I added a poll (on the left) titled SLM or ALM (Service Lifecycle Management) ? Let me know what you think is a better term...

Monday, 28 January 2008

ALM and IO Models - how do they relate?

If you watch TV, read technical or business magazines you probably have heard of Microsoft's People Ready Business vision. It recognises it is people who deliver business value but their full potential is only achieved with the support of optimised IT infrastructures.
This infrastructure is very diverse and must support a wide variety of capabilities. To get a handle on this, Microsoft developed three models that collectively capture all the necessary capabilities required to support a People Ready Business. The models are:

The models also consider different maturity levels, similar to other frameworks such as CMMI, SPICE or SixSigma. As organisations mature they increase efficiencies and effectiveness. The framework recognises four levels of maturity:

  • Basic
  • Standardised
  • Advanced
  • Dynamic

It is beyond the scope of this post to elaborate about the IO models but if you are interested there is an excellent 6-page overview available here.

So what does this have to do with ALM? A lot! To implement an effective Application Lifecycle Management platform in your organisation, you have to improve several - traditionally distinct - capabilities:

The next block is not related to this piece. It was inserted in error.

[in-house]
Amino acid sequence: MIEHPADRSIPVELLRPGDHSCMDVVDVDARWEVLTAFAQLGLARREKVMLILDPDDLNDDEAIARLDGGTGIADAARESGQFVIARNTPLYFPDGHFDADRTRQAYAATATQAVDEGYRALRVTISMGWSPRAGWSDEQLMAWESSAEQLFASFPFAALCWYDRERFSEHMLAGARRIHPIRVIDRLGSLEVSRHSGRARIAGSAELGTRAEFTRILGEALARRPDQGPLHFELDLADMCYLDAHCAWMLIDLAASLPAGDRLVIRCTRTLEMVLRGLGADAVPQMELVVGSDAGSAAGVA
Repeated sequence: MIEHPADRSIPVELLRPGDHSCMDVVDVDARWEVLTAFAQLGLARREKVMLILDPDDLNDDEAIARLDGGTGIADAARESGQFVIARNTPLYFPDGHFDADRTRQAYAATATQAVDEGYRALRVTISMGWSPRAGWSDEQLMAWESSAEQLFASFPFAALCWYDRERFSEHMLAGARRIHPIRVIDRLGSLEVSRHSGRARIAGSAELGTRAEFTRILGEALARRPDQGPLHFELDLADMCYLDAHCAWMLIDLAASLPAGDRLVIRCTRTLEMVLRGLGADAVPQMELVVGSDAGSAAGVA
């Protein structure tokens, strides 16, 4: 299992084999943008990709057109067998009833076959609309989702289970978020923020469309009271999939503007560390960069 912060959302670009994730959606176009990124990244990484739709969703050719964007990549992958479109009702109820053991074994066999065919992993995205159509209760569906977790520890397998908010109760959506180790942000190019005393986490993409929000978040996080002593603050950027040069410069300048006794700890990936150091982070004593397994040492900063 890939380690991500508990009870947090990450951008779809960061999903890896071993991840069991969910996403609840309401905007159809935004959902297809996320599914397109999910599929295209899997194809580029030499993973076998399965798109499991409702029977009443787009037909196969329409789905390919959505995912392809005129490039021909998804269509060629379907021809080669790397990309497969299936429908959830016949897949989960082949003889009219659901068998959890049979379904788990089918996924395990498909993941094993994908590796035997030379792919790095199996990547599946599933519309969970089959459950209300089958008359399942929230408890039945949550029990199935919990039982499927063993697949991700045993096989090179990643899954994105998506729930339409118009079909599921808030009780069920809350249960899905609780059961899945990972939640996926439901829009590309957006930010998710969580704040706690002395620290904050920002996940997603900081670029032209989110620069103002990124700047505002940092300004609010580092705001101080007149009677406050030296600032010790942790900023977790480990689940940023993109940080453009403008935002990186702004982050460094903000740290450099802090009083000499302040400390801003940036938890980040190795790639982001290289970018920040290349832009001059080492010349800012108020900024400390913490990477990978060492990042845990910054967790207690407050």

1. you have to get your project/program planning and monitoring activities right
  2. you have to optimise your development activities
  3. you have to streamline your deployment and infrastructure management capabilities

It doesn't make sense to be excellent at developing software but incompetent at deployment or vice versa. Neither does it make sense to efficiently deploy applications which don't solve business needs - you have to be efficient AND effective!

It just so happens that the Microsoft IO models describe all these capabilities and a lot more (see picture below). In the context of these models, ALM is an example of a scenario delivering a value to the business (in this case effectively managing application lifecycles).

We don't use the term IO scenario here at Microsoft, but it reminds me a lot of use case scenarios. Use case scenarios are collections of related requirements, IO scenarios are collections of related IO capabilities ..... works for me!